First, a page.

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Cadburys creme eggs move down the production line at the Cadburys factory in Birmingham, England. Chocolate makers The Hershey Co. and Ferrero International SA said Wednesday they are considering a possible offer for Cadbury PLC, already the target of a hostile bid by Kraft Foods Inc.  Friday, Nov. 20, 2009 (AP Photo/Simon Dawson)

Brexit has officially begun. That may be bad news for your favorite Cadbury eggs.


UPDATE 7:44 a.m. EST:

Cadbury, the makers of the iconic Cadbury Creme Egg candy, warned that Brexit may force the company to shrink the size of its chocolate bars.

The political move would likely raise costs for Cadbury, and since the company will "never compromise on quality and taste," that means smaller chocolates may be sold at the same prices, according to Mondelez International northern Europe president Glenn Caton. Mondelez owns Cadbury.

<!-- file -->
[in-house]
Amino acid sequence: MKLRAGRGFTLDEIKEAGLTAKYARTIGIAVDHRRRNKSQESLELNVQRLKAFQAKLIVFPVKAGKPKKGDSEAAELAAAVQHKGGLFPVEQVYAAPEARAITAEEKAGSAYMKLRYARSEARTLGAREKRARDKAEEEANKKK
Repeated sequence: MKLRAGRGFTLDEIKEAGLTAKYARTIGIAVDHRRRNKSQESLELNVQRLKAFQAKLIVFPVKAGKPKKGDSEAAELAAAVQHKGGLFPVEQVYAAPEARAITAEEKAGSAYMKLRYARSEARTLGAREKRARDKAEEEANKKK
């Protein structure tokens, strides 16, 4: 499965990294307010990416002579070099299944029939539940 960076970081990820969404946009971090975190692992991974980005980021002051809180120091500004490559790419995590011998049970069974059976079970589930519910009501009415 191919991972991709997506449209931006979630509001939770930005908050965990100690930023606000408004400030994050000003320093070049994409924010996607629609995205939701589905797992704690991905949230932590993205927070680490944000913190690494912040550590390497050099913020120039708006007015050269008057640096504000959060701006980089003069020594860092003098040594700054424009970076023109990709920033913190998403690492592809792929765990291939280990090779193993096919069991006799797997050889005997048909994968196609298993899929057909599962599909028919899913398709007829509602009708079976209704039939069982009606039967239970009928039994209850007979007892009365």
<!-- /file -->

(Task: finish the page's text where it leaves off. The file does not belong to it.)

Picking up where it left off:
Caton insisted the chocolates would continue to be manufactured in the United Kingdom.

"[The U.K.] is still going to be the home of chocolate manufacturing... None of that changes," Caton told The Guardian.

The company has angered fans by increasing the price of its Freddo bar and selling Creme Eggs in five-packs rather than six-packs with only a slight price decrease.

ORIGINAL STORY: The United Kingdom invoked the European Union's Article 50 Wednesday, officially beginning what is expected to be a years-long process of negotiating Brexit.

Prime Minister Theresa May promised to begin the process by the end of March. 

The process officially was put in motion as a letter was hand-delivered to the European Council, The Guardian reports. Leaked EU documents show the entity is expected to take a hard line on its Brexit deal.

European Council President Donald Tusk acknowledged the beginning of Brexit.

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